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India Gay-Sex Ruling: What to Expect

NEW DELHI — It is one of the world’s oldest laws criminalizing consensual gay sex, and after weeks of deliberation, India’s top court is set to decide whether it should go the way of colonial rule.

The five Supreme Court judges who heard the case have been asked to strike down the law; a ruling is expected on Thursday.

India has been much slower than some other countries to allow gay people to live full and open lives, and in arguments before the court in July, lawyers for the petitioners challenging the law tried to make clear the broader issue.

“My lords, this is love that must be constitutionally recognized, and not just sexual acts,” one lawyer, Menaka Guruswamy, told the judges.

What does the law say?

The law is known as Section 377, and was introduced by British colonizers in the 1860s, who made it part the Indian Penal Code.

“Whoever voluntarily has carnal intercourse against the order of nature,” the law decrees, can be sentenced to prison for life.

Officially, the law extends to anybody caught having anal or oral sex, though the law has usually been enforced against men. Prosecution has been somewhat rare, but it has contributed to a climate of fear for many gay people in India.

Who are the challengers?

Over two dozen Indian petitioners asked the court to scrap the law. In hundreds of pages of court filings, they related the emotional cost of living closeted lives. They included a dancer and his partner, a journalist; a celebrity chef; a businesswoman; and a hotelier.

The petitioners pointed to Section 377’s long history as a cover for blackmail, harassment and sexual assault against gay and transgender Indians. Over the years, many Indians have feared that if they reported crimes such as rape, they, too, would be arrested.

During the hearings in July, the judges seemed to express sympathy. Justice Indu Malhotra called homosexuality a “variation, not an aberration.” And when a lawyer appearing for India’s government tried to cut off one of the petitioners’ lawyers, Chief Justice Dipak Misra declared, “Let her speak!”

There were a few tense moments.

Rajesh Aggarwal, a lawyer arguing in favor of Section 377, argued that homosexuality “exists only in lower classes of animals with a vegetative reproductive system.”

Early in the hearings, India’s central government, led by the governing Bharatiya Janata Party, declined to take a stand on Section 377, saying the decision should be left to the court.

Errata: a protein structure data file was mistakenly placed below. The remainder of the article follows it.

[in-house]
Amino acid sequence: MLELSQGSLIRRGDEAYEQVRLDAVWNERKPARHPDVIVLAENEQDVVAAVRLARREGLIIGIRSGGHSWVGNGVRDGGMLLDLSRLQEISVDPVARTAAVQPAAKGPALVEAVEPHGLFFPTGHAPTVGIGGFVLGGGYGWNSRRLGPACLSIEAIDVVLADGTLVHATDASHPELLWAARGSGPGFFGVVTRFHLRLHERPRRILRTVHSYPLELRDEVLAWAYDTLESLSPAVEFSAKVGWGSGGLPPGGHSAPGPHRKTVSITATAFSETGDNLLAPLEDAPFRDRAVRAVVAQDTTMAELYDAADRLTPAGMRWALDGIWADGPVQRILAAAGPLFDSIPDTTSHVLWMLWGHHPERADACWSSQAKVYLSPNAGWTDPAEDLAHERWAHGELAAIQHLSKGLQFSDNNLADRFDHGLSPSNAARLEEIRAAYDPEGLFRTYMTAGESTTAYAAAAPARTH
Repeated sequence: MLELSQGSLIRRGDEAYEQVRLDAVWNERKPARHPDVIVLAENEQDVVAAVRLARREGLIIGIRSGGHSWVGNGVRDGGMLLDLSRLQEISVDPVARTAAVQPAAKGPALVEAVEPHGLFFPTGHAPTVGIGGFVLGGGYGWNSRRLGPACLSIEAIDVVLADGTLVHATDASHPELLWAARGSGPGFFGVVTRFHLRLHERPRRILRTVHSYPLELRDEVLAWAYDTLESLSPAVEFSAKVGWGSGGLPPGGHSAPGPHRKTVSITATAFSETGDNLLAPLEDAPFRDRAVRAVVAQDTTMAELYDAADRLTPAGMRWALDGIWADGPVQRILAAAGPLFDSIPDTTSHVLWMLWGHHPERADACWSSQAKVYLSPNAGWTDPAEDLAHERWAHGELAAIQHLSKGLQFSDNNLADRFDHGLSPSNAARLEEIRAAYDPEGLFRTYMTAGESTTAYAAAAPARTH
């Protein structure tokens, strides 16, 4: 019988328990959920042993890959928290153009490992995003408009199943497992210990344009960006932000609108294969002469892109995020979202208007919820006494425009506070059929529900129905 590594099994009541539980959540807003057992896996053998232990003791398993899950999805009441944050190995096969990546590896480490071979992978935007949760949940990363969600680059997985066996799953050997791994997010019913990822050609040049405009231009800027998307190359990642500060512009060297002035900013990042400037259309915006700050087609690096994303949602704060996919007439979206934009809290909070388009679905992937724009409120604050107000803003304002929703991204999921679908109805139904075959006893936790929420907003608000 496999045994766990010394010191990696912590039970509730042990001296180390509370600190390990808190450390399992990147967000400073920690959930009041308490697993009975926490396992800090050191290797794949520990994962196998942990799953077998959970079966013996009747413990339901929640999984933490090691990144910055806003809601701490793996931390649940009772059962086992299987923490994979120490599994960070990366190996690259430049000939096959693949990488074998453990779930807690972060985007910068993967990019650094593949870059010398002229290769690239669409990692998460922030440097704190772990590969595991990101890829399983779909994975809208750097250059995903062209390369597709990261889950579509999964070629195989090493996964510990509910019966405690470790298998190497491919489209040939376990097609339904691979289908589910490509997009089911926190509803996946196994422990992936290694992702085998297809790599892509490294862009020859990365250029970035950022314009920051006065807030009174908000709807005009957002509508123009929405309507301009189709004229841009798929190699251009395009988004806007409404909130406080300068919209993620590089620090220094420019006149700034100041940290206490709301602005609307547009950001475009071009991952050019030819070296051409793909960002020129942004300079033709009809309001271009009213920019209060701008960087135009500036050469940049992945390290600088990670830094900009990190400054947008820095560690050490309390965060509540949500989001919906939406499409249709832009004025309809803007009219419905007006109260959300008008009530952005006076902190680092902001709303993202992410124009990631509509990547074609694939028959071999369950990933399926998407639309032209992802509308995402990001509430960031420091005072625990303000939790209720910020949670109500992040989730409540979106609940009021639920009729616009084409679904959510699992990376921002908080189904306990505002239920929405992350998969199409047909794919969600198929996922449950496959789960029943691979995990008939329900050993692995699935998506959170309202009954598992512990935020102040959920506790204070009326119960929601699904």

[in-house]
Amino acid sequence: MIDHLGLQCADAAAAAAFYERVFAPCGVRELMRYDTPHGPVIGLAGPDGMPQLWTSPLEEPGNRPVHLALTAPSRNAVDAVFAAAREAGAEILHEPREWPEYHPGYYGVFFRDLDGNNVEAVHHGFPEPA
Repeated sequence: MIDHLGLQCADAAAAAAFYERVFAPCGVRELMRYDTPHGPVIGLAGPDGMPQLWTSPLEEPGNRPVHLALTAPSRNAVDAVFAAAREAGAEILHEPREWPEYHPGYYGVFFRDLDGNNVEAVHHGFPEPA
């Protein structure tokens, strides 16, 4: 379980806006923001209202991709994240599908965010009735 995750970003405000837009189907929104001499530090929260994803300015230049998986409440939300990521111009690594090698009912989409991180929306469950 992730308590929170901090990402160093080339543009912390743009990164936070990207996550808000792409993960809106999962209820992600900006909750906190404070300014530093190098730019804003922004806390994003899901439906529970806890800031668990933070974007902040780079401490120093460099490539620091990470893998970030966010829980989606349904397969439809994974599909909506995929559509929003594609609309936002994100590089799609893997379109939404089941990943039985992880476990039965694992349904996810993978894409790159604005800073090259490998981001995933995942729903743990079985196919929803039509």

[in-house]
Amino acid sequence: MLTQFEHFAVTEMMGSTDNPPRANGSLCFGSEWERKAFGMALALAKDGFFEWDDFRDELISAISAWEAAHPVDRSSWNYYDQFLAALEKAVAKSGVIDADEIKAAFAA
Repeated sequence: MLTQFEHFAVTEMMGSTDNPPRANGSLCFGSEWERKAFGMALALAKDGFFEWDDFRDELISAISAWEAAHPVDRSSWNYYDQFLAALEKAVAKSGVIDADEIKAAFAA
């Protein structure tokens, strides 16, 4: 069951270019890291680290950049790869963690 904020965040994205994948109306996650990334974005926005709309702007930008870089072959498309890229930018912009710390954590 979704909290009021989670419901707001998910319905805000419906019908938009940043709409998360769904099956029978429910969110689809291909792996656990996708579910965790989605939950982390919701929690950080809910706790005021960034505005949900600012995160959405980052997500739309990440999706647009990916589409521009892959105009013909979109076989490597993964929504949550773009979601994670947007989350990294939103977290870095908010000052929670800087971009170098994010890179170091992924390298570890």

What are the legal arguments?

Lawyers representing the petitioners before the Supreme Court argued that Section 377 was not in keeping with a ruling last year that guaranteed the constitutional right to privacy, including for gay people.

They also pointed to similar laws that have been struck down across the world.

The legal battle to strike down Section 377 has gone on for years.

In 2009, the Delhi High Court ruled that the law could not be applied to consensual sex. But soon after, Hindu, Muslim and Christian groups appealed to the Supreme Court, and in 2013, the court restored the law, saying Parliament, and not the Delhi High Court, should take up the issue.

In its ruling, the Supreme Court said only a “minuscule fraction of the country’s population constitute lesbians, gays, bisexuals or transgenders.”

In fact, Hinduism, India’s predominant religion, was historically quite permissive of same-sex love and gender fluidity. Hindu temples depict erotic encounters between members of the same sex. In religious mythology, men become pregnant. It was only after the British colonized India that an inflexible, Victorian morality seeped into the country’s laws, lawyers said.

After the early Supreme Court setback activists regrouped, and in 2016 they again challenged Section 377, saying it violated their rights to equality and liberty under India’s Constitution.

So, what about same-sex marriage?

The court has not been asked to consider the question in this case — but with countries around the world legalizing such unions, the issue has made its presence felt.

The question of just how far India should go in establishing rights for gay, lesbian, bisexual and transgender Indians emerged at hearings in July. But the judges did not let the conversation drift.

When one lawyer for the petitioners veered into a broader discussion, saying that “what happens in a bedroom is not the end-all, be-all,” Chief Justice Misra swiftly steered him back to the constitutionality of Section 377.

“I think you are questioning whether they can marry,” the judge said. “We’re plunging into the sea.”

Source: NYT > World

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